e) Lacrimal System

The lacrimal system generates the tear film that protects the eyeball and assists in the nourishment of the cornea. It is comprised of the lacrimal gland itself, small accessory lacrimal glands of the conjunctiva, and a system of ducts that drains excess tear fluid from the conjunctival space into the nasal cavity.


The lacrimal gland lies in the lateral orbit. It curves around the lateral border of levator palpebrae superioris, dividing it into a larger orbital (superior to LPS) and smaller palpebral part. Ducts from the orbital portion pierce the LPS and unite with ducts from the palpebral part. These ducts empty into the superior lateral fornix (reflection of the conjunctiva from orbital to bulbar parts).
Accessory glands are situated in the submucosa of the orbital conjunctiva. Other tear components are produced by goblet cells in the conjunctiva and the tarsal glands.
A superior and inferior canaliculus drain tears from the medial eyelids, beginning at the lacrimal puncta located at the lid margin several millimetres from the medial canthus. These small ducts convey fluid to the lacrimal sac. This dilated sac leads to the nasolacrimal duct, which passes inferiorly to empty into the inferior meatus of the nasal cavity. The duct is lined by respiratory epithelium and is contained within a bony canal.

Microscopic Structure

The lacrimal gland is tubuloacinar and similar in structure to salivary glands. The acini contain secretory low columnar cells with visible granules. The ducts are lined by non-secretory cuboidal epithelium. The lacrimal canaliculi and sac are lined by non-keratinising stratified squamous epithelium.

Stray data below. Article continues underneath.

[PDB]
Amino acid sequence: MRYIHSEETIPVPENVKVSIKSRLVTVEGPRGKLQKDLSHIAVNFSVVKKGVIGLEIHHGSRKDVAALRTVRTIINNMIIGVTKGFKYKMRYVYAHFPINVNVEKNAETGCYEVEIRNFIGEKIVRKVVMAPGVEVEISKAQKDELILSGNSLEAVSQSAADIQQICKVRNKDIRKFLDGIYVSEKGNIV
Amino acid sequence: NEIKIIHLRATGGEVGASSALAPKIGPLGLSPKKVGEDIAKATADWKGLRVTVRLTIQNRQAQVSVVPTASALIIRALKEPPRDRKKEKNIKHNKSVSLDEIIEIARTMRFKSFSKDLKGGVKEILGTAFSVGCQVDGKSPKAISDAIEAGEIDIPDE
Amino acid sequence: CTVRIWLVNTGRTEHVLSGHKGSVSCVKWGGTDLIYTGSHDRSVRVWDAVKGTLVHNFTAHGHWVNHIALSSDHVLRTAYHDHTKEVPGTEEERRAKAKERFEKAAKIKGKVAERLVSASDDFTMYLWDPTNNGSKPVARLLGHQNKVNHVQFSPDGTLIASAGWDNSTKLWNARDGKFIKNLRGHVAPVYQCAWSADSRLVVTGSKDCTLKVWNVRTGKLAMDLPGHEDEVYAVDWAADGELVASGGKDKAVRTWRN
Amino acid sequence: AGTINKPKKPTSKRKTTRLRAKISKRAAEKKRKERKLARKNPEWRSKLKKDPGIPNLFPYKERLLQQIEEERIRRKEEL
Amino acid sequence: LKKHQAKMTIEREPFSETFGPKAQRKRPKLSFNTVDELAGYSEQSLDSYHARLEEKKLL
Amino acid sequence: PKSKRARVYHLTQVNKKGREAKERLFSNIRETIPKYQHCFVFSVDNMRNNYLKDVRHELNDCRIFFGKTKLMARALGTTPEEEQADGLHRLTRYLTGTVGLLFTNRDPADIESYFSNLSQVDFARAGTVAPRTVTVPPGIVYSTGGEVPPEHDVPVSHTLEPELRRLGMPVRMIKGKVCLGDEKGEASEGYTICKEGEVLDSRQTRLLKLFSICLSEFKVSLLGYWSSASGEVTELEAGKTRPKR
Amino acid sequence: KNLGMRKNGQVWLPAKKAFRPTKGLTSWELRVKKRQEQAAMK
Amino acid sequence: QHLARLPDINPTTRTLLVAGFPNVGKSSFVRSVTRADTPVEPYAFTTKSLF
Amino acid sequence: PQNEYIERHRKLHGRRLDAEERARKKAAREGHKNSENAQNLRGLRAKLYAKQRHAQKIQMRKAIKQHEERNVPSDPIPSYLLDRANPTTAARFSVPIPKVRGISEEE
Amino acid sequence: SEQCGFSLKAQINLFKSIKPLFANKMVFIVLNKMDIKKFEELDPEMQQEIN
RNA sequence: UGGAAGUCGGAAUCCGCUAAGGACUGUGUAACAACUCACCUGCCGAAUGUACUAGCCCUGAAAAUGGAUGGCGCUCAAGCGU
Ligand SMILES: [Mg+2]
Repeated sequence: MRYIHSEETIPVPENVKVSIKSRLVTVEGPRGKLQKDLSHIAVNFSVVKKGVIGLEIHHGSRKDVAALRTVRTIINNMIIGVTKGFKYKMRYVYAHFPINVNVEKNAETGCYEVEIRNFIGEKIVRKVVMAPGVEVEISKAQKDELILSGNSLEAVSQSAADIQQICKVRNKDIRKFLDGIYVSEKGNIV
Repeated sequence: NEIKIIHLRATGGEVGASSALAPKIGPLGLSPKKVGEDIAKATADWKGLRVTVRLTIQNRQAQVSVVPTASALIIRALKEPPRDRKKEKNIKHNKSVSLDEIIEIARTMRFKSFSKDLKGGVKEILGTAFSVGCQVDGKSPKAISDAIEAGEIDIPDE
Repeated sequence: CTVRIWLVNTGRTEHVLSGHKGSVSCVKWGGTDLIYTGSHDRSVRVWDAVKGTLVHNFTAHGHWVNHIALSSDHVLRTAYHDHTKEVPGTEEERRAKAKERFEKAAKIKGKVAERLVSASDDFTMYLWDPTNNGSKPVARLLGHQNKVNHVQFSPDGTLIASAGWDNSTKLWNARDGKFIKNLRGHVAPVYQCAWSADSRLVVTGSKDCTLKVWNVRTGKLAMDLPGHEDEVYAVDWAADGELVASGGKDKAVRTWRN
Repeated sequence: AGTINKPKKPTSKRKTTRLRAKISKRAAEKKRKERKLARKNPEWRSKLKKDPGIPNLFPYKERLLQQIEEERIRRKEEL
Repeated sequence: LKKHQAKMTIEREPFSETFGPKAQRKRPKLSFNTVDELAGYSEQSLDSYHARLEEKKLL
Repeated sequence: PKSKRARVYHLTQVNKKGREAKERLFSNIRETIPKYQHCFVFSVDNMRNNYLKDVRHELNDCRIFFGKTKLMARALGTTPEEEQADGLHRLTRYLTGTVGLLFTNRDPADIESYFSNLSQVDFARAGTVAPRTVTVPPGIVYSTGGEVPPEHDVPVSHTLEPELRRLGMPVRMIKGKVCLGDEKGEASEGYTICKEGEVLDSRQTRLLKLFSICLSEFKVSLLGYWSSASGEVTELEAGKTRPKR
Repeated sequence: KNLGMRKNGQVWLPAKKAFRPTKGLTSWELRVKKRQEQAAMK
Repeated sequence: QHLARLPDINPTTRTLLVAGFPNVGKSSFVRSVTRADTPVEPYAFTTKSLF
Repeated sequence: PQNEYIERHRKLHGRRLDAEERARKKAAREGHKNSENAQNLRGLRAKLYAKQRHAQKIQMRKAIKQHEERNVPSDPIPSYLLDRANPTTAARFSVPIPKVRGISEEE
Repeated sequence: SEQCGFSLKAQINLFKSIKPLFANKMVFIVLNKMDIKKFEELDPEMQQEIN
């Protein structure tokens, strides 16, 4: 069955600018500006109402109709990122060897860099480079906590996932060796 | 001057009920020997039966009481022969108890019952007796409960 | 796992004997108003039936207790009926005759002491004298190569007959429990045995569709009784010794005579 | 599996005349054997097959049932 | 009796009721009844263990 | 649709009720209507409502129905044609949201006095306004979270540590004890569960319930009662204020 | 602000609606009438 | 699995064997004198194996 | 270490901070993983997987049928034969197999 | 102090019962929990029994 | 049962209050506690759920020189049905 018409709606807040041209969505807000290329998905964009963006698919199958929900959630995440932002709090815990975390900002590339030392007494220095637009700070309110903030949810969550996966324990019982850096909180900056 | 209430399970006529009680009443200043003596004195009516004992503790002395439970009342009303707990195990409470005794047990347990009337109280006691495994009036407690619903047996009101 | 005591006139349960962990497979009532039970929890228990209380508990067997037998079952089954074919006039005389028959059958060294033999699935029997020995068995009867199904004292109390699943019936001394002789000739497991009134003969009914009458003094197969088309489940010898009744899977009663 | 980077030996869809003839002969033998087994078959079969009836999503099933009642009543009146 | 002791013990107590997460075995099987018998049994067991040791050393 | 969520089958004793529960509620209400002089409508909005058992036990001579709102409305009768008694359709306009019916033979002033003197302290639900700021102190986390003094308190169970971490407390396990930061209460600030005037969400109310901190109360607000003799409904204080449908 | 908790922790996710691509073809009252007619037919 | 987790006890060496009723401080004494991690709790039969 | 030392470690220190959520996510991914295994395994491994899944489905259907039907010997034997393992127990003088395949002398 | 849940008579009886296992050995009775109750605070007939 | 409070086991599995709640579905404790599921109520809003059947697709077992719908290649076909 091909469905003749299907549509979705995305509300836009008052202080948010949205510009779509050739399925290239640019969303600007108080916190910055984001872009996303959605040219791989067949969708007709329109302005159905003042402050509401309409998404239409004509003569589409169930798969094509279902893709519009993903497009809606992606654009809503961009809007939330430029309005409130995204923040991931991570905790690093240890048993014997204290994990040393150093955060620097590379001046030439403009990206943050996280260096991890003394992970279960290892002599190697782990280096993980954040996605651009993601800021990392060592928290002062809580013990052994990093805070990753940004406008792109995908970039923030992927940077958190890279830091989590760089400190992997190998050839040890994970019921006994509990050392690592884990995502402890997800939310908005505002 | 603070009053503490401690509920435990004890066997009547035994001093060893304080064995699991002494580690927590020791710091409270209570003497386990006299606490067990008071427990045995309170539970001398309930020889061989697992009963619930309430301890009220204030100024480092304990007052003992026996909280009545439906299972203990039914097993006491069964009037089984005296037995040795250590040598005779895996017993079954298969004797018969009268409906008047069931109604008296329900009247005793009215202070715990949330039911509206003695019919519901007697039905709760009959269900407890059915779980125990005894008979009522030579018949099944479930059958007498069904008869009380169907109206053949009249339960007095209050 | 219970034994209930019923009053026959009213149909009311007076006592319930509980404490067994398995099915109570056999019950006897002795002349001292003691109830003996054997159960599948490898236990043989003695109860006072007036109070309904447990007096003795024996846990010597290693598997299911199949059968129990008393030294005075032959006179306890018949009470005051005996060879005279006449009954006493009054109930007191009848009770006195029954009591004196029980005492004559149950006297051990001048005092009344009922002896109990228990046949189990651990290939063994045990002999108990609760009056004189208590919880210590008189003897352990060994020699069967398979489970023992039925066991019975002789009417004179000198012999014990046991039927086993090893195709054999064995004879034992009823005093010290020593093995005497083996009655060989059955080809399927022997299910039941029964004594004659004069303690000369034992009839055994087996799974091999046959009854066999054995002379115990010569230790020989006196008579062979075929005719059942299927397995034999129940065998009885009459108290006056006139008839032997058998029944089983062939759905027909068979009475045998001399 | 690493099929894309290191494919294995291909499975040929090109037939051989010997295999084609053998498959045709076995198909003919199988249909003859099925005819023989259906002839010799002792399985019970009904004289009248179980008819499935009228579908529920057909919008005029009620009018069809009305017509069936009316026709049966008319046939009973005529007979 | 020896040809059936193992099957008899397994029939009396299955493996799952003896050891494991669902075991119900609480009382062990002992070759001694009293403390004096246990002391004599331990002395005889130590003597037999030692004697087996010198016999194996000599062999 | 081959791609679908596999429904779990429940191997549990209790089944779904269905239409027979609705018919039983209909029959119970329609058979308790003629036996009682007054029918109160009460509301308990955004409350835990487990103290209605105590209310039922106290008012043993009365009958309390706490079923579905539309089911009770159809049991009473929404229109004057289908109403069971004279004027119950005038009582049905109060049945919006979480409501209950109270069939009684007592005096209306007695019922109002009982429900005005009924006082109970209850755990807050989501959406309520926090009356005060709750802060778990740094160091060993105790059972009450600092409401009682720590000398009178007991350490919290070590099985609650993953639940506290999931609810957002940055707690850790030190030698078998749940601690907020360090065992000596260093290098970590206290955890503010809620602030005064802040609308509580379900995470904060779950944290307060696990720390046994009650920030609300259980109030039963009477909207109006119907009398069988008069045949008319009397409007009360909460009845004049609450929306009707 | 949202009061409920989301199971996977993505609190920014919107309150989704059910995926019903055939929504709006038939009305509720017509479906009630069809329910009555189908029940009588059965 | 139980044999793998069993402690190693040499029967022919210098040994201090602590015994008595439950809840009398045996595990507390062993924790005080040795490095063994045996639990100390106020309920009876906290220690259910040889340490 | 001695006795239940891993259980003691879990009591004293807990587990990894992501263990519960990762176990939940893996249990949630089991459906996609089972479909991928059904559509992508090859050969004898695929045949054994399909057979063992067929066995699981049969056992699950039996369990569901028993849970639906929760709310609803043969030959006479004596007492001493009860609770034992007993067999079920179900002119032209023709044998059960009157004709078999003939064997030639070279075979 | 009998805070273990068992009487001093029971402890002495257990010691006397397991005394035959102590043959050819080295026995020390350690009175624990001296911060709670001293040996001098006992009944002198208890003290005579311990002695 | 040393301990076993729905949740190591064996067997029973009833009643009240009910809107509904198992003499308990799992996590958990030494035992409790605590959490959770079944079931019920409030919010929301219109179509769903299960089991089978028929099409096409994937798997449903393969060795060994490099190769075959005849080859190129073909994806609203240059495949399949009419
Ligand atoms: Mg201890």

The lacrimal gland is lateral to the levator palpebrae superioris and superior to the lateral rectus muscle. The eyeball is medial and inferior.

Neurovascular Supply


The lacrimal gland is predominately supplied by the lacrimal branch of the ophthalmic artery. Venous drainage passes posteriorly to the superior ophthalmic vein.


Lymphatic vessels pass laterally to the pre-auricular lymph nodes within the parotid gland.


The lacrimal gland receives secretomotor supply via a convoluted route. Preganglionic fibres originate in the brainstem and exit with the facial nerve (VII); they then leave via the greater petrosal nerve, re-enter the cranium before exiting again as the nerve of the pterygoid canal. The fibres synapse in the pterygopalatine ganglion. Post-synaptic parasympathetic fibres then join the continuation of the maxillary/infraorbital nerve before branching off with the zygomatic nerve. These nerves branch from the zygomatic nerve as it passes through the orbit to join with the lacrimal nerve, a branch of the ophthalmic nerve. The lacrimal nerve passes through the lateral wall of the orbit and supplies the lacrimal gland.

Potential Routes of Malignant Spread

Lacrimal tumours are very rare. Local invasion can lead to local swelling or proptosis. Lymphatic spread leads to metastases in pre-auricular lymph nodes.